Twice being three outs from elimination and both times getting up off the mat.

Sal Perez lining a pitch out of the strike zone just inside the third base bag for the winning Wild Card hit.

Eric Hosmer hitting home runs and landing on the cover of Sports Illustrated.

Billy Butler stealing a base and paying tribute to Jarrod Dyson while standing on second.

Greg Holland rushing through the SoCal traffic to arrive at the stadium in time to close the door in Game One.

Yordano Ventura throwing 102 mph gas.

Alex Gordon clearing the bases with a double.

Mike Moustakas crushing a home run that landed one row in front of me in Game Three.

Amazing. So many signature moments. And just like that, the twentysomethings finally have their postseason memories. Never again will they have to hear about George Brett’s home run silencing Yankee Stadium in 1980 and wonder if they’ll ever experience something similar. We have Mike Moustakas going yard in Anaheim. This isn’t to say the heroes of 2014 are going to knock the 1985 team off the shelf or replace them in some way. They’re going to share the real estate. Finally. Finally we have a group of players that have accomplished something meaningful. It’s been so damn long. How great will it be 25 years from now when Darryl Motley and Eric Hosmer are back at The K for an Old Timers Day? They played in different eras, but they share a connection as Royals who won pivotal postseason games with one swing of the bat. And it’s about time we as a fan base have a shared experience like this. There’s no more divide between the old fans and the younger ones. That gap disappeared when Sal Perez smashed a ball down the right field line sending The K into raptures not seen for almost three decades.

The 2014 October Royals have made their mark. They have become America’s baseball team. Don’t believe me? According to USA Today, the Royals have sold the most merchandise of any team in baseball this month. The same report has Eric Hosmer as the third most popular player, behind Derek Jeter and some St. Louis Cardinal. Fine. Small sample size and all that, but this is an October when everything has been turned inside out and upside down. Expect the unexpected and you won’t be disappointed.

After 29 years we are finally moving on from 1985. That team will never leave our memory. But it’s about time they have some company.

All I write is 25 man roster stories anymore – or so it seems, anyway.  Here’s hoping that in a little over a week, I am going to write another one in preparation for the World Series.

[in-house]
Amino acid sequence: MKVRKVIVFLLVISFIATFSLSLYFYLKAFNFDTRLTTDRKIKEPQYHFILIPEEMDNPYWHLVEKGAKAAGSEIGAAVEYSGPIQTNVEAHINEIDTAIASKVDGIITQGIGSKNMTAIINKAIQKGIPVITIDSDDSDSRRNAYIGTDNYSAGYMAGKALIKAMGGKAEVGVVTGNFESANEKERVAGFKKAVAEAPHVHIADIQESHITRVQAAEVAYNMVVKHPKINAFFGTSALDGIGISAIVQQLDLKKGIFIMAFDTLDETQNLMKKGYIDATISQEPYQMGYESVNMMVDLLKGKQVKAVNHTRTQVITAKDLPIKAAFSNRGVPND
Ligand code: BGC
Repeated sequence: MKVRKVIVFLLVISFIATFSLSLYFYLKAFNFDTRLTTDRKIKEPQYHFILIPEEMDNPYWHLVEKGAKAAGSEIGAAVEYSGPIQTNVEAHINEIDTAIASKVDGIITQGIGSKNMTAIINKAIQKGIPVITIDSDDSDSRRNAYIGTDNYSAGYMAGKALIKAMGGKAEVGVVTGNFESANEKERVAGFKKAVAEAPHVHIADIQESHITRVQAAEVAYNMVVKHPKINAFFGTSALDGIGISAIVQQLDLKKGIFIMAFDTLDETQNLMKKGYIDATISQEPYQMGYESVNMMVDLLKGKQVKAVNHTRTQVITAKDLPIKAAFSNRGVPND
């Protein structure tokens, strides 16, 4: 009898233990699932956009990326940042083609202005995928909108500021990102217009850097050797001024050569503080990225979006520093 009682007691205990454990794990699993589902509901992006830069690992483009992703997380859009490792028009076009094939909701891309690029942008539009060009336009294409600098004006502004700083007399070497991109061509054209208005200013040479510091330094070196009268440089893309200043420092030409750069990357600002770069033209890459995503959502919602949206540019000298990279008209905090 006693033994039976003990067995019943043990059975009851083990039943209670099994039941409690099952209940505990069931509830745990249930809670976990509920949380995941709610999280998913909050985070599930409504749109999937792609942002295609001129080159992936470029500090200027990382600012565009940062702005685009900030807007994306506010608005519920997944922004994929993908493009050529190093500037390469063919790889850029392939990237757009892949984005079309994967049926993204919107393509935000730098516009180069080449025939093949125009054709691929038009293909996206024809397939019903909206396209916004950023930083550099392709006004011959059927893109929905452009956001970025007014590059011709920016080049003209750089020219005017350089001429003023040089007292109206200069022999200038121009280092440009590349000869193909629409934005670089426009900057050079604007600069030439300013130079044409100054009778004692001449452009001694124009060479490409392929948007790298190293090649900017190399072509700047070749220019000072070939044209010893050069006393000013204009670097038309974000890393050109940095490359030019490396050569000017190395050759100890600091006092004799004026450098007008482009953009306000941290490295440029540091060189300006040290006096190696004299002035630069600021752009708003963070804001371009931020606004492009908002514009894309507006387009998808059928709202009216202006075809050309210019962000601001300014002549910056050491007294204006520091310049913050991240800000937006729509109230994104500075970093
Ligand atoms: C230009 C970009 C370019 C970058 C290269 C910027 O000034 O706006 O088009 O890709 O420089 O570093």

Truthfully, there is little to analyze at this point:  both manager and general manager are – for maybe the first time in this duos’ combined tenure – actually comfortable with this unit.


  • Shields, Ventura, Guthrie, Vargas, Duffy, Holland, Davis, Herrera, Finnegan, Frasor, Collins

Position Players:

  • Perez, Hosmer, Infante, Escobar, Moustakas, Gordon, Cain, Aoki, Butler, Dyson, Kratz, Colon, Gore, Willingham

Tim Collins’ is in italics as he is likely the only one that might not make the transition from ALDS roster to ALCS roster.  He was a surprise addition before the Angels’ series and surprised us further by appearing in a high leverage situation and, surprisingly, performing well in said situation.  I think he probably comes back again, but a move to a different lefty (Francisely Bueno or Scott Downs) is always a possibility.

A dark horse to the mix might be Liam Hendriks.  With rain sprinkled (get it?) throughout the forecast for this series, the scenario of playing a couple of innings, sitting for two hours and then resuming looms as a real possibility.  Your starter is burned and even if piece together the rest of the game using the bullpen, you might well have a game the next day. At some point, the Royals may opt for innings.   Plus, even in the playoffs, junk innings sometimes come up.  Up or down by eight runs in the seventh, do you really want Ned Yost sending out Finnegan or Herrera?

Now, the Royals like to think too much sometimes, and could bounce off enough walls to think they need TWELVE pitchers.  I doubt they will go there as that means dropping Terrance Gore, your pinch running weapon of choice, or Josh Willingham, the only guy you actually would use to pinch hit for anyone.